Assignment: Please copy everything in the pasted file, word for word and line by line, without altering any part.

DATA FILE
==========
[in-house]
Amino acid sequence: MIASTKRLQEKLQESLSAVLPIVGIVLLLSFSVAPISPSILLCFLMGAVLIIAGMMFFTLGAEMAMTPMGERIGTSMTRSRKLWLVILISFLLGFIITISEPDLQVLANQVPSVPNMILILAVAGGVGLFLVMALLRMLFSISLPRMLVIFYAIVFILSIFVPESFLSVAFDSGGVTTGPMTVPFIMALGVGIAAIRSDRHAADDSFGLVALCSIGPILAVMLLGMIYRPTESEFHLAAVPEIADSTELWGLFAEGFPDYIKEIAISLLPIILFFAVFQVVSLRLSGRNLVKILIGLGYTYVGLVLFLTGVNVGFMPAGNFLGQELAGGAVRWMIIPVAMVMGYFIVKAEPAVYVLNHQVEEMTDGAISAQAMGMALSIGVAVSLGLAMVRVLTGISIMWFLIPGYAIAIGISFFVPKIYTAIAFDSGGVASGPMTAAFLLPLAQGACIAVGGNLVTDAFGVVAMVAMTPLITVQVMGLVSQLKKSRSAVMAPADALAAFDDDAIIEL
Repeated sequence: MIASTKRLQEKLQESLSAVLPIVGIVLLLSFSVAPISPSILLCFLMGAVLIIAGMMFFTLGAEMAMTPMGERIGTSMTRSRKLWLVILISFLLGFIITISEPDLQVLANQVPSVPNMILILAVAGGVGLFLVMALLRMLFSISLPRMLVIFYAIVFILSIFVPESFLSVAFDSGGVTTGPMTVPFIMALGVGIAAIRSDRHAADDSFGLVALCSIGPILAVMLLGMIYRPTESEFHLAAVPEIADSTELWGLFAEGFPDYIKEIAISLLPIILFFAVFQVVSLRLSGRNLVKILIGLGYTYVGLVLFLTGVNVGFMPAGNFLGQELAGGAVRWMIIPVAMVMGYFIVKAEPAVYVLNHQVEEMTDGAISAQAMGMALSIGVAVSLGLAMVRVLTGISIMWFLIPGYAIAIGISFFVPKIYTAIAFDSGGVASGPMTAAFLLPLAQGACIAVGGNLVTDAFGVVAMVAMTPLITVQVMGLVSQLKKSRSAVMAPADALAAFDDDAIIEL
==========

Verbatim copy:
[in-house]
Amino acid sequence: MIASTKRLQEKLQESLSAVLPIVGIVLLLSFSVAPISPSILLCFLMGAVLIIAGMMFFTLGAEMAMTPMGERIGTSMTRSRKLWLVILISFLLGFIITISEPDLQVLANQVPSVPNMILILAVAGGVGLFLVMALLRMLFSISLPRMLVIFYAIVFILSIFVPESFLSVAFDSGGVTTGPMTVPFIMALGVGIAAIRSDRHAADDSFGLVALCSIGPILAVMLLGMIYRPTESEFHLAAVPEIADSTELWGLFAEGFPDYIKEIAISLLPIILFFAVFQVVSLRLSGRNLVKILIGLGYTYVGLVLFLTGVNVGFMPAGNFLGQELAGGAVRWMIIPVAMVMGYFIVKAEPAVYVLNHQVEEMTDGAISAQAMGMALSIGVAVSLGLAMVRVLTGISIMWFLIPGYAIAIGISFFVPKIYTAIAFDSGGVASGPMTAAFLLPLAQGACIAVGGNLVTDAFGVVAMVAMTPLITVQVMGLVSQLKKSRSAVMAPADALAAFDDDAIIEL
Repeated sequence: MIASTKRLQEKLQESLSAVLPIVGIVLLLSFSVAPISPSILLCFLMGAVLIIAGMMFFTLGAEMAMTPMGERIGTSMTRSRKLWLVILISFLLGFIITISEPDLQVLANQVPSVPNMILILAVAGGVGLFLVMALLRMLFSISLPRMLVIFYAIVFILSIFVPESFLSVAFDSGGVTTGPMTVPFIMALGVGIAAIRSDRHAADDSFGLVALCSIGPILAVMLLGMIYRPTESEFHLAAVPEIADSTELWGLFAEGFPDYIKEIAISLLPIILFFAVFQVVSLRLSGRNLVKILIGLGYTYVGLVLFLTGVNVGFMPAGNFLGQELAGGAVRWMIIPVAMVMGYFIVKAEPAVYVLNHQVEEMTDGAISAQAMGMALSIGVAVSLGLAMVRVLTGISIMWFLIPGYAIAIGISFFVPKIYTAIAFDSGGVASGPMTAAFLLPLAQGACIAVGGNLVTDAFGVVAMVAMTPLITVQVMGLVSQLKKSRSAVMAPADALAAFDDDAIIEL